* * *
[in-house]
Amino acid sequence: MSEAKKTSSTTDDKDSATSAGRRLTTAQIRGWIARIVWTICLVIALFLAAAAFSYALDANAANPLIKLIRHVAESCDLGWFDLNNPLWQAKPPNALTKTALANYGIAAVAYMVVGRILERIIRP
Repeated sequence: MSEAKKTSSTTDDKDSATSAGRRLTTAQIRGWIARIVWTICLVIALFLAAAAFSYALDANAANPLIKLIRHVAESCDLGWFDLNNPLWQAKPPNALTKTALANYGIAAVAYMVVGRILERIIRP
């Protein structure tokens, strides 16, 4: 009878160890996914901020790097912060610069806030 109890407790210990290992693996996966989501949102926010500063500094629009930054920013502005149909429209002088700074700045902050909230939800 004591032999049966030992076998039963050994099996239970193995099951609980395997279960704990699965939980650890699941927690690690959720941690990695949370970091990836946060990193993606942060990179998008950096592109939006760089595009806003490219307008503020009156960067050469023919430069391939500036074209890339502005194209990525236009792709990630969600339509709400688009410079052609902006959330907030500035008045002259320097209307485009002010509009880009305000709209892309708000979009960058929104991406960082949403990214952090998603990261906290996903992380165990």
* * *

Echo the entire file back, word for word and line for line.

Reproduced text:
[in-house]
Amino acid sequence: MSEAKKTSSTTDDKDSATSAGRRLTTAQIRGWIARIVWTICLVIALFLAAAAFSYALDANAANPLIKLIRHVAESCDLGWFDLNNPLWQAKPPNALTKTALANYGIAAVAYMVVGRILERIIRP
Repeated sequence: MSEAKKTSSTTDDKDSATSAGRRLTTAQIRGWIARIVWTICLVIALFLAAAAFSYALDANAANPLIKLIRHVAESCDLGWFDLNNPLWQAKPPNALTKTALANYGIAAVAYMVVGRILERIIRP
């Protein structure tokens, strides 16, 4: 009878160890996914901020790097912060610069806030 109890407790210990290992693996996966989501949102926010500063500094629009930054920013502005149909429209002088700074700045902050909230939800 004591032999049966030992076998039963050994099996239970193995099951609980395997279960704990699965939980650890699941927690690690959720941690990695949370970091990836946060990193993606942060990179998008950096592109939006760089595009806003490219307008503020009156960067050469023919430069391939500036074209890339502005194209990525236009792709990630969600339509709400688009410079052609902006959330907030500035008045002259320097209307485009002010509009880009305000709209892309708000979009960058929104991406960082949403990214952090998603990261906290996903992380165990």